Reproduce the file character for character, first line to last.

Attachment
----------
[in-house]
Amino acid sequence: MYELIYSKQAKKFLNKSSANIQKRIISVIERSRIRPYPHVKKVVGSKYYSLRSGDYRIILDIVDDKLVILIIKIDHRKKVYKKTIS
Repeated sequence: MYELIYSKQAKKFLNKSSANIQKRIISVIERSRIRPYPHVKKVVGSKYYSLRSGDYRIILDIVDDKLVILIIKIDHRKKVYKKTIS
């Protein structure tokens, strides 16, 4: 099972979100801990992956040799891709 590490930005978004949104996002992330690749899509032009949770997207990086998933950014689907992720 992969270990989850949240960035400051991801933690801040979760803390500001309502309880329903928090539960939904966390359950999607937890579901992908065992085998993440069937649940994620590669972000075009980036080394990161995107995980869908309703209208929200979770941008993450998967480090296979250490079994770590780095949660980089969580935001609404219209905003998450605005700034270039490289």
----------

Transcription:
[in-house]
Amino acid sequence: MYELIYSKQAKKFLNKSSANIQKRIISVIERSRIRPYPHVKKVVGSKYYSLRSGDYRIILDIVDDKLVILIIKIDHRKKVYKKTIS
Repeated sequence: MYELIYSKQAKKFLNKSSANIQKRIISVIERSRIRPYPHVKKVVGSKYYSLRSGDYRIILDIVDDKLVILIIKIDHRKKVYKKTIS
């Protein structure tokens, strides 16, 4: 099972979100801990992956040799891709 590490930005978004949104996002992330690749899509032009949770997207990086998933950014689907992720 992969270990989850949240960035400051991801933690801040979760803390500001309502309880329903928090539960939904966390359950999607937890579901992908065992085998993440069937649940994620590669972000075009980036080394990161995107995980869908309703209208929200979770941008993450998967480090296979250490079994770590780095949660980089969580935001609404219209905003998450605005700034270039490289």